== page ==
All of this is to say that — fewer farmers, necessary economies of scale — the farms have gotten bigger and bigger. Nitz, Totzke, Hinkelman, Oxley — a few names now own and manage most of the juice grape acreage in the State. Those who have developed an obsession with reducing costs without compromising the quality of the end product have continued — barely — to succeed. And the rest have gotten bought out. Thus the victors — the Jim Bosches of the world. The people who have figured out a way to make one fewer tractor pass.
There is an intact soil ecosystem on the edge of the vineyard — that vineyard which is an imposed desert; on sterile medium; rich with rain and NPK, and robbed of all other components of life; a blank slate with weedy vines stuck in it, alone and afraid, dogs in orbital spacecrafts — and the intact edge sees and knows enough of its neighboring environment to respond appropriately.
Seeing bare mineral soil with only one source of organic material — Vitis labruscana, the American domesticated grape — the soil-mind (the tiny Gaia, the god of that narrow wooded field-edge) dispatches shock troops to begin converting the monocrop environment into a biodiverse one. It knows that it must kill — kill! — most of the individuals of the monocrop species, in order to bring the fire of their life back into the circle. Back into the upward spiral of vivaciousness and chemistry enacted by the thousands of cooperating species — bacteria by the billions, fungi, soil insects, centipedes, slime molds, mycorrhizae, ground cover plants, fuckin’ springtails — to create more and more life for themselves and each other. Seeing the relative deadness and uniformity of the bare-ground vineyard, the collective consciousness of the soil-mind makes a bold, aggressive, and highly-calculated move to break up the frozen static environment, and get things moving.
Its brilliant servants, sent forth armed and hungry? — Nematodes. In this case, a couple species of root-feeding nematodes that are deadly only to the offending plant (again being Vitis labruscana) and to no other.
Slowly at first, they march out of the woods edge — or wriggle, as they are but microscopic roundworms — advancing through the soil water every time it rains. A few feet at a time, a few yards at most in a downpour. Some are washed through the bare sand, along with the Nitrogen, Phosphorous, and Potassium from the most recent fertilizer application, and are never seen again, lost in the infinite darkness of the water table.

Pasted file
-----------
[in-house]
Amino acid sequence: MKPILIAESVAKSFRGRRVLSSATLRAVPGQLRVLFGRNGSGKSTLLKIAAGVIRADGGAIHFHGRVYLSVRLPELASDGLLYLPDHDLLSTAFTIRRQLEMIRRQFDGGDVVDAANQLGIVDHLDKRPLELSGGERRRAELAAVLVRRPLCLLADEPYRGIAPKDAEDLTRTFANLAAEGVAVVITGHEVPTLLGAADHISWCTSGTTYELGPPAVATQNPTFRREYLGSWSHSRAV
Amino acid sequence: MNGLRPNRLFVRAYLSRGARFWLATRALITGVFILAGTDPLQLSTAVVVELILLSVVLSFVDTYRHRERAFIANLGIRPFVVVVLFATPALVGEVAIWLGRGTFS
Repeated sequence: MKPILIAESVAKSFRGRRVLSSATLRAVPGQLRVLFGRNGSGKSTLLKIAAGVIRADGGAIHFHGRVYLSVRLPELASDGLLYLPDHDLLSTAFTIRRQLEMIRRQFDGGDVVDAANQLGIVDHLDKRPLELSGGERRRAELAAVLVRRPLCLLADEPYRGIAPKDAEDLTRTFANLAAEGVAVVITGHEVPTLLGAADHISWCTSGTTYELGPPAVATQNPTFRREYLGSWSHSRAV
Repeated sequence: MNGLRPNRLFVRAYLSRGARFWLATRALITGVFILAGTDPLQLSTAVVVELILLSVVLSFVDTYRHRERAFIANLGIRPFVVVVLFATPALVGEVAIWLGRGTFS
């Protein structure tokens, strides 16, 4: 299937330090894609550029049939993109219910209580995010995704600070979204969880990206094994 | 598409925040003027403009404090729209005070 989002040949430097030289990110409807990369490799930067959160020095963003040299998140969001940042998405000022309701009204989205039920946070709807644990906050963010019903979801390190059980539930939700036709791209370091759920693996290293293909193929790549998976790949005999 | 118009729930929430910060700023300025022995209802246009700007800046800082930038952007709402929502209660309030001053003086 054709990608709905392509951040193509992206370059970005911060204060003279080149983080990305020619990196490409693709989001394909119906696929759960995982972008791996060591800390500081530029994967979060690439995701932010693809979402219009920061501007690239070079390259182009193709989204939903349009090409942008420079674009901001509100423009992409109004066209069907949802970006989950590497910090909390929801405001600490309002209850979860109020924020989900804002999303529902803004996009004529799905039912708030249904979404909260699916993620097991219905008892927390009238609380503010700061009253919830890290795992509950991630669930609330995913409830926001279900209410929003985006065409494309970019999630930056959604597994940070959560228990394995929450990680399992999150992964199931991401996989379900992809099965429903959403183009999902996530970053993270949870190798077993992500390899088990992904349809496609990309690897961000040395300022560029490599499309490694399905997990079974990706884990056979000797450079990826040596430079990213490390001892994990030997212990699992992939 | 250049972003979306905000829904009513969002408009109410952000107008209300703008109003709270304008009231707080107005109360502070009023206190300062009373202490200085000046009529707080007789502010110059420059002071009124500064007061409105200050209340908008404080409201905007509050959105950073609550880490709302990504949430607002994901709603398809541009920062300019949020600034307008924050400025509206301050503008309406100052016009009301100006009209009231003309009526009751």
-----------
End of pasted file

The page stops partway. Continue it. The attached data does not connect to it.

Others cling with tenacity to dear life and to their sacred mission. Finding their target in abundance, they latch onto root hairs and draw out the life force of their enemy. Drinking it, they wax fat, and lay eggs by the million, and are the great seed of many nations. Life is feast, life is plunder. Life is decadent parthenogenesis. All in service to a future of richness and diversity (there is no resurrection, said the preacher, without first death).
And lo! Behold! On the edge of the territory of the plant-criminals, the leaves of the offenders go red, and then brown, and fall to the ground to nourish the starving soil. The fruits shrivel, and excise from the vines, and add to the beginnings of abundance. The growth of the enemy ceases. The first battles are won.
Jim doesn’t want to go down to the chemical dealer — it’s his second trip this week. But that leaf symptom at the edge of the vineyard was unmistakable. He’s seen it before enough times, and the only thing putting it off will get him is more crop loss that will show up in his tonnage at harvest. No, better to get it done today and ask Ben to apply it before tomorrow afternoon’s rain. Margins are too tight to get hung up in this kind of nonsense.
At the counter, he asks Matt about the kids. Matt manages to convince him to stock up, in order to get the bulk price. Good salesman, and Jim knows he’ll need it again soon enough.
He calls Isaac on his cell, who was on his way home. He’s not happy about having to wash out the spray tank at 6:00 at night and start another few passes, but he does as he’s asked. Not just out of obedience — Isaac sees it too, that you have to stay on top of these things, even though he’s only been at it for a couple years. Really is the ideal son-in-law in a lot of ways — sure, they argue, but Jim’s glad that his daughter picked a guy with such a good head on his shoulders.
In the space of a day, all the work of the grand nematode army is undone. The rain that day brings not refreshment, not advancement, but chemical warfare. Death. In a single afternoon, great billows of dissolved poison flow through the soil water matrix. It chokes them, it chokes them all. Millions of nematode soldiers, and the babies they were bringing up to continue their holy mission, all squirm. And struggle. And finally breathe their last. The hope of restoration is gone, all that work for nothing. The bad guys win again, and the small god retreats to the windrow to fight again another day.